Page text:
Cyclone Winston fosters cooperation, solidarity in Pacific

Cyclone Winston fosters cooperation, solidarity in Pacific

Aki and his family among the ruins of their home destroyed by Cyclone Winston in Tonga.

By Sally Shute-Trembath

It is times like this that you need your friends the most, like Fiji and Tonga.

Recovery from a natural disaster is tough but is made easier with the help of friends and neighbors. I witnessed both when I visited the Old Harbour area in Vava’u, a remote island chain in the Kingdom of Tonga, after Cyclone Winston slammed into Fiji and Tonga a little over two weeks ago.

I met local taxi driver Aki Taufoa’u and his family of seven living among the rubble of what was once his home with what is left of their personal belongings. Aki and his family lost virtually everything they owned when the storm literally blew away their home.

Aware the storm was on its way, Aki and his family had grabbed what few possessions they could from the house and managed to find shelter on the other side of the island just hours before the cyclone hit. He says he can still remember the roaring sound of the winds and the driving rain that swept away their home and most of its contents in seconds.

Those winds swept two of the family’s mattresses into the nearby mango trees and where they now hang entangled there like giant pillows, drying in the sun.

Aki and his family are already starting to rebuild their home-partly from remnants of the old structure. “We should have a simple roof over our head in about a week. Till then we’ll sleep rough and hope it doesn’t rain,” he said stoically.

That’s where friends come in. Around 100 meters up the road, Aki’s neighbor Paul Tonga Junior was hammering a tin roof back onto his own home which was not quite a badly damaged as the Taufoa’u family house. Looking on from the road, his father, Paul Tonga Senior, said, “Just about everyone round here lost their roofs, but Aki lost the whole house. We all pitch in and help each other re-build so we can get back to a normal life.”

Right now, Tonga media is reporting that about 17 families are still living in tents in Tonga after Cyclone Winston.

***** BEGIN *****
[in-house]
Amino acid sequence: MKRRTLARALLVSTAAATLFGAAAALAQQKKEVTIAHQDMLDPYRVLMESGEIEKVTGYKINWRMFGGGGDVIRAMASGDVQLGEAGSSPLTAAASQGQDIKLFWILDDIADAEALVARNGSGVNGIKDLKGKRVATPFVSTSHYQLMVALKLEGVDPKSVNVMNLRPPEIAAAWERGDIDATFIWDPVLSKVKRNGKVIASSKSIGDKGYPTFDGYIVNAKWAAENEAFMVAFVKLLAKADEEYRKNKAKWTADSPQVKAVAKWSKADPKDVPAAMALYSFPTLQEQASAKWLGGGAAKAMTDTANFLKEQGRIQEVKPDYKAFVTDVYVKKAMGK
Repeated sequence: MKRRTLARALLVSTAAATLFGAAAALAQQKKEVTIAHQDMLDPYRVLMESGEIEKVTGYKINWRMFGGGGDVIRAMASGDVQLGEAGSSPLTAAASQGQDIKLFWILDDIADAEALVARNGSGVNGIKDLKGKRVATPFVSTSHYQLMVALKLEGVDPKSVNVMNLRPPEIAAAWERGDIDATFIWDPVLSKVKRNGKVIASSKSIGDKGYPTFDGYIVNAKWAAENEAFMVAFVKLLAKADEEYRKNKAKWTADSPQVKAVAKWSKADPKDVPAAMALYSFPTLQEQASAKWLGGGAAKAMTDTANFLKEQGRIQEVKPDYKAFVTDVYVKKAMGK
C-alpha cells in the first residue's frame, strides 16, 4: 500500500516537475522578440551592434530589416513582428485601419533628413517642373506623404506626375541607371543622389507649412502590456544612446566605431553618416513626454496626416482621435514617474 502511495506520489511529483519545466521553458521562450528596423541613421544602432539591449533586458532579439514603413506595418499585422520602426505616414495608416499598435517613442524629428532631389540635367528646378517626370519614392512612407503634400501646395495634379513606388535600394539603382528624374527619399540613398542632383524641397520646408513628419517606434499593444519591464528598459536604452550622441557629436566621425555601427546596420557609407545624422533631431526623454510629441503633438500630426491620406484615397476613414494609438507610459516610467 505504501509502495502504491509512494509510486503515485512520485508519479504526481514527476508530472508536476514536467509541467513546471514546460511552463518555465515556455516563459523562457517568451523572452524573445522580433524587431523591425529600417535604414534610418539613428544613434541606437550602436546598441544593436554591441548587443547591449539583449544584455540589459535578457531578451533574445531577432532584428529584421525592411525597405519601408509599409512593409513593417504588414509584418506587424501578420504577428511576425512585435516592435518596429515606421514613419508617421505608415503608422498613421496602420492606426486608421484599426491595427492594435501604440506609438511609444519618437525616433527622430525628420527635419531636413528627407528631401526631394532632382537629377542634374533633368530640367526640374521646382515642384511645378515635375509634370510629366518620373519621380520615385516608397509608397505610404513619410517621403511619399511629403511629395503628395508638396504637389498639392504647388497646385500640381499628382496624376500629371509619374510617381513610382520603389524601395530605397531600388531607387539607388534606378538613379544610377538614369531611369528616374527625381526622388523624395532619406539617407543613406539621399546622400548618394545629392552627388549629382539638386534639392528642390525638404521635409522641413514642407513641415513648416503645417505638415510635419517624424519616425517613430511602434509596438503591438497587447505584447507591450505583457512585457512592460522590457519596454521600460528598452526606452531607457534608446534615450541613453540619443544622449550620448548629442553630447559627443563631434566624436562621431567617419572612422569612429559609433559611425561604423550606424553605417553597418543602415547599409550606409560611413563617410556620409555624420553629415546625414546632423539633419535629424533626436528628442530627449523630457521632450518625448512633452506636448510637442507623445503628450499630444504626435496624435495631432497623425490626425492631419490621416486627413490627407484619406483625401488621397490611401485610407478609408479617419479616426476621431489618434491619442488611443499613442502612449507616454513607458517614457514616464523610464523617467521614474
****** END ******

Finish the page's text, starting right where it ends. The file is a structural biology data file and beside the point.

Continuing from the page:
It isn’t the first time to rebuild and won’t be the last. In 2001 Aki and his family lost their first home at a different location on Vava’u island due to Cyclone Waka, which he says stripped just about every tree on the island of its leaves. Aki says the agricultural and infrastructure losses for the whole island were huge after Waka, but “we just got on with it and rebuilt then, as we will rebuild now. That’s what we must do.”

A similar spirit of cooperation has also been evident regionally.

Following Cyclone Winston, aid has poured into Fiji from many of its Pacific neighbors, including Tonga. The Tonga National Emergency Management Office has delivered food, water, shelter and kitchen kits as well as assessment teams to the Fijian island of Namuka. The Emergency Management Office in Tonga says Fiji assisted Tonga several times following severe tropical cyclones in the past, so when the latest storm hit Fiji hardest, Tonga was only too willing to help despite troubles on its home soil.

The category five storm, which slammed into the north coast of the main Fijian island of Viti Levu, killed at least 43 people in Fiji, forced the evacuation of 6% of the country’s population, and destroyed whole villages in the remote Lau and Lomaiviti island groups. Initial assessments suggest significant losses to the Fiji economy, particularly in agriculture, tourism, and the sugar industry.

In Tonga, the trail of destruction wasn’t nearly as extensive as in Fiji, but the storm—which came within 40 kilometers of the northern Vava'u island group—blew off rooftops, sent down power poles and power lines, and flooded many houses.

It is times like this that you need your friends the most.